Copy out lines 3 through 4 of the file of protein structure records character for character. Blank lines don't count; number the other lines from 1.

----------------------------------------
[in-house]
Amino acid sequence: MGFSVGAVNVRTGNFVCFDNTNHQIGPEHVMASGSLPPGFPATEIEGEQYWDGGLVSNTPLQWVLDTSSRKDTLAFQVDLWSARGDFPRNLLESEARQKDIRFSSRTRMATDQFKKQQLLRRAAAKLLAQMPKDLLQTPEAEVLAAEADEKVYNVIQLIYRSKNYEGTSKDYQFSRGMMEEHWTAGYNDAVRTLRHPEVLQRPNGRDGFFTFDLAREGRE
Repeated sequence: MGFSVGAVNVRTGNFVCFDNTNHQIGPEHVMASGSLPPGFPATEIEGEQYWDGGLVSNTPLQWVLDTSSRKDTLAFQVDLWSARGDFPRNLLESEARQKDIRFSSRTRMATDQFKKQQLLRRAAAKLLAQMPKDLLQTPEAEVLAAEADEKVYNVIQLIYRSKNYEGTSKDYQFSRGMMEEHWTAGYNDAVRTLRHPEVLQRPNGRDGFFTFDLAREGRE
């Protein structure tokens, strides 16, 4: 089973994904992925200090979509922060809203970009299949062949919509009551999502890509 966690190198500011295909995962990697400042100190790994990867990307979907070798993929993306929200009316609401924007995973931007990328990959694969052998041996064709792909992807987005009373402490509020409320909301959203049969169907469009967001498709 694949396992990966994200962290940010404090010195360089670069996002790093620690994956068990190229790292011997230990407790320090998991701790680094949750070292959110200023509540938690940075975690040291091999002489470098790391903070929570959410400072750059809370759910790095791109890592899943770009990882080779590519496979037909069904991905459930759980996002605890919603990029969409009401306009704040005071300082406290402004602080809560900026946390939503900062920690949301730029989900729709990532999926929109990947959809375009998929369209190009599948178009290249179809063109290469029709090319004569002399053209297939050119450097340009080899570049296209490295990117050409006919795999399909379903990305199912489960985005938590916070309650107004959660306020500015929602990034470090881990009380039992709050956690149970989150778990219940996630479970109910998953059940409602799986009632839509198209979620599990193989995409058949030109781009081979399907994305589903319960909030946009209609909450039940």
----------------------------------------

Repeated sequence: MGFSVGAVNVRTGNFVCFDNTNHQIGPEHVMASGSLPPGFPATEIEGEQYWDGGLVSNTPLQWVLDTSSRKDTLAFQVDLWSARGDFPRNLLESEARQKDIRFSSRTRMATDQFKKQQLLRRAAAKLLAQMPKDLLQTPEAEVLAAEADEKVYNVIQLIYRSKNYEGTSKDYQFSRGMMEEHWTAGYNDAVRTLRHPEVLQRPNGRDGFFTFDLAREGRE
């Protein structure tokens, strides 16, 4: 089973994904992925200090979509922060809203970009299949062949919509009551999502890509 966690190198500011295909995962990697400042100190790994990867990307979907070798993929993306929200009316609401924007995973931007990328990959694969052998041996064709792909992807987005009373402490509020409320909301959203049969169907469009967001498709 694949396992990966994200962290940010404090010195360089670069996002790093620690994956068990190229790292011997230990407790320090998991701790680094949750070292959110200023509540938690940075975690040291091999002489470098790391903070929570959410400072750059809370759910790095791109890592899943770009990882080779590519496979037909069904991905459930759980996002605890919603990029969409009401306009704040005071300082406290402004602080809560900026946390939503900062920690949301730029989900729709990532999926929109990947959809375009998929369209190009599948178009290249179809063109290469029709090319004569002399053209297939050119450097340009080899570049296209490295990117050409006919795999399909379903990305199912489960985005938590916070309650107004959660306020500015929602990034470090881990009380039992709050956690149970989150778990219940996630479970109910998953059940409602799986009632839509198209979620599990193989995409058949030109781009081979399907994305589903319960909030946009209609909450039940």